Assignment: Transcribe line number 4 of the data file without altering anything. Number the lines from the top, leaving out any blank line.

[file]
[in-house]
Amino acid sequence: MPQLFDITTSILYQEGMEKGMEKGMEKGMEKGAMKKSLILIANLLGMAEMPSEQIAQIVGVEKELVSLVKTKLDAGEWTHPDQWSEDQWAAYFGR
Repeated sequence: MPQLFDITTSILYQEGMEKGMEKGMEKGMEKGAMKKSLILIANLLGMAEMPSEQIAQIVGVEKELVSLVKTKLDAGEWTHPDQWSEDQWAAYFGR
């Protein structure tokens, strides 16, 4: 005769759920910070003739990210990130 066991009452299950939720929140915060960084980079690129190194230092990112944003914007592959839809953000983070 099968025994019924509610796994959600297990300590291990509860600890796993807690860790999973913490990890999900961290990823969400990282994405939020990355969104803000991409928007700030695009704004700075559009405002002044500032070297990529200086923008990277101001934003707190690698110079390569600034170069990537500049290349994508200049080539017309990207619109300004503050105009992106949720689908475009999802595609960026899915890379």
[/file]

């Protein structure tokens, strides 16, 4: 005769759920910070003739990210990130 066991009452299950939720929140915060960084980079690129190194230092990112944003914007592959839809953000983070 099968025994019924509610796994959600297990300590291990509860600890796993807690860790999973913490990890999900961290990823969400990282994405939020990355969104803000991409928007700030695009704004700075559009405002002044500032070297990529200086923008990277101001934003707190690698110079390569600034170069990537500049290349994508200049080539017309990207619109300004503050105009992106949720689908475009999802595609960026899915890379």